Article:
How hard do you find it to apologize when you have done wrong to someone? Perhaps you have become angry and said something to a loved one that was simply mean and wrong. Perhaps you have grown lazy and negligent of an important duty that was yours in life as a husband or wife or father or mother. Whatever the wrong we might have done, don’t we all know something of the process that takes place in our lives after that wrong is done?
Have you ever started to become aware of the fact that maybe you had done wrong, but then you simply hardened yourself a bit more in an attempt to justify the wrong, or minimize it and explain it away? Perhaps you simply try to ignore it and hope that it just goes away.
What is the result of this approach to your wrong? Does it usually work out pretty well? I don’t know about you, but I find that I end up pretty miserable for as long as I treat my wrongs this way. I am not happy, nor content. I am irritable and unfriendly. There remains a barrier between myself and the other party. Further wrongs are likely to be done, and life is not full of joy as I want it to be.
But what happens when I a humble myself and recognize my wrong openly and frankly to whomever I have wronged? It doesn’t always work out perfectly, of course, but many times I find that the other party is ready to forgive me. I find that my spirit is relieved of the oppressive burden of knowing that I am not being honest about my wrongs. I can now return to life with the right attitude. There is more peace and joy for me in everything. Life is simply better again.
Why do we so often refuse to do this? Why do we resist the simple act of apologizing to whomever we have wronged? The answer to that probably lies often in that key phrase “humble myself.” I don’t want to admit to others that I am wrong, that I am not the perfect man, that I have not acted rightly. What foolish pride! We know that these things are true. We would not really claim perfection in our lives. We confess that we make mistakes and don’t do right in everything. But when it comes down to actually acknowledging it in some particular instance, we don’t want to do so. And for the sake of that foolish pride, we suffer much. And others whom we love suffer much, too.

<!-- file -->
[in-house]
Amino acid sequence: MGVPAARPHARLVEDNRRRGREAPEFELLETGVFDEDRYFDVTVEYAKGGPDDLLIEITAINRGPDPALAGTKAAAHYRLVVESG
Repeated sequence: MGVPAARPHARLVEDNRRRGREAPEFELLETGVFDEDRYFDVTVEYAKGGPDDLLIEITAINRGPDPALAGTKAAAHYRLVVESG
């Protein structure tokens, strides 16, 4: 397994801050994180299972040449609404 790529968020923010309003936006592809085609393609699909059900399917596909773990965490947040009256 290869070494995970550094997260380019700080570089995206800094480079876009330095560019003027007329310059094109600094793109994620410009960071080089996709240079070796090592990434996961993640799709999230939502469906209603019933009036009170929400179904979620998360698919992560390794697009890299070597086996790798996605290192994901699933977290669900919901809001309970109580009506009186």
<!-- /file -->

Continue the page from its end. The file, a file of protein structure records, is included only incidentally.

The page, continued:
Why will you suffer long for such an unnecessary cause (not to mention ignoble)? We would all be so much happier if we would be more honest in recognizing our wrongs and apologizing. It would do a world of good in our relationships. And I am not talking about a mere mumbling of some empty words, “I’m sorry.” You know when you are sincerely and truly apologizing and when you are just saying the words to try to smooth things over or appear to be doing good. And the other person probably knows, too. That won’t work. How many times have you ever said you were sorry in a loud and frustrated tone? You probably went on right after that to justify yourself for the very thing you were apologizing for.
You know what a true and sincere apology looks and feels like. And that has real power to help our relationships. It is good for you and for everyone around you. Let’s learn to practice that grace.